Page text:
Homebound and Homeward Bound: The Heart of a Eucharistic Minister Living With Terminal Cancer

When doors are locked and keys are taken away, those homebound can still bask in the Real Presence and unite in a most intimate, incarnational way with our dear Jesus.

As converts to the faith, I don’t think my dad and I ever thought the Eucharist would carry so much meaning in our lives.
As converts to the faith, I don’t think my dad and I ever thought the Eucharist would carry so much meaning in our lives. (photo: Shutterstock/Unsplash)

As we shuffle into Mass and pick out the closest pew to the front, my dad is always quick to remind us that we need to follow him out after Communion. After processing down with Annabelle’s arms folded across her chest “like a butterfly,” as I always say, we wait for fellow Catholics to go up and receive the Host, kneeling and praying, but always expectedly waiting for my dad’s cue. 

After securing his pyx with the Body, Blood, Soul, and Divinity of our Lord and Savior Jesus Christ, we trail behind him back to the car to swiftly deliver Eucharistic nourishment to a man who has been homebound for at least a year, if not longer. 

“Would you like to come in?” his family asks. My daughter and I meet his loving family. Having a toddler affords such wonderful opportunities for moments like these. A smile brightens the man’s face as my daughter bounds in, looking at the Bonnet Shores in the distance and running her hand across pillows decorated with cat images. We greet Don, holding his hand for just a second longer as it becomes plaintively clear in these moments how isolating the world can become to those unable to leave their residence. 

We bow our heads and pray as my dad leads, as Don prepares himself to receive Communion — as he watches my daughter playing with the magnetic tiles the family put out for her; her vibrant joy uplifts all in the room.

We spent Father’s Day with Don and his family — that’s how close you become to souls when you are an Extraordinary Minister of Holy Communion— another truly beautiful aspect of the Catholic Church; these friendships are formed on faithful foundations and meet the dire needs of those who believe, like Don, the patriarch, so happy to be in the home he shared with his wife and children.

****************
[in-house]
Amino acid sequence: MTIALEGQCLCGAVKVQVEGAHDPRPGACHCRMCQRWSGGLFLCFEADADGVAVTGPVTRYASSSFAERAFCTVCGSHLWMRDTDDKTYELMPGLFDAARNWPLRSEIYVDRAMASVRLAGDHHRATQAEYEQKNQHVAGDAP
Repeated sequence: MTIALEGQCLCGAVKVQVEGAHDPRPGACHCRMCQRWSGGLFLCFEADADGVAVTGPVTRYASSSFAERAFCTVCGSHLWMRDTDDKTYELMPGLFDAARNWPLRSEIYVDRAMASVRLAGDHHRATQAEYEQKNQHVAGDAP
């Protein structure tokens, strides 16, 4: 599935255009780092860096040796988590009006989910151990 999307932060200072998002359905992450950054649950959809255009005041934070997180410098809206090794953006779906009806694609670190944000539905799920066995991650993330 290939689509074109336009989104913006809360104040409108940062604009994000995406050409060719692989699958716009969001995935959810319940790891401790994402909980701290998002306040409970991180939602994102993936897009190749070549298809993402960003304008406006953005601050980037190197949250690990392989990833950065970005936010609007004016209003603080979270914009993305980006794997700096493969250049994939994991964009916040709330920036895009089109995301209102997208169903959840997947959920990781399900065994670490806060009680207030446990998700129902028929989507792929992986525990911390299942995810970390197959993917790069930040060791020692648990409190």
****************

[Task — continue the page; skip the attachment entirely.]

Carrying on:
The last day I saw Don, he mentioned to my dad that he was eager to ask his dearly departed wife one day why she left him so soon, a question, of course, only God knows the answer to. And I know it’s a thought my dad often has, since losing my mother six years ago this September. 

But that Sunday just a few weeks ago was different; my dad was too busy thinking about driving to Boston the next day for another cancer treatment to consider the gravity of Don’s sentiment. I wanted to jump in and ask all the questions surfacing in my mind about his wife and their marriage — about their children and their life in Rhode Island — but I didn’t. I wanted to say something on behalf of my dad, who has terminal cancer and will eventually be homebound himself. 

It’s a feeling that I contemplate; it weighs heavily on my hurting heart at times: not only the fact of losing my dad, and Annabelle, her grandpa. These quiet moments at Don’s house prompt thoughts of how he has already lost his wife and many of those so-called privileges — driving, taking a walk; even summoning the strength to get the mail takes effort. My dad just stopped driving a couple of weeks ago, as a new drug he is on makes patients prone to “brain fog,” and he can no longer remember where he is going. It is not lost on my dad that, one day, he will not be able to make these visits. But for now, this truly divine privilege we have as Catholics to carry life-giving Bread to those most in need is still within his grasp. And everything else pales in comparison.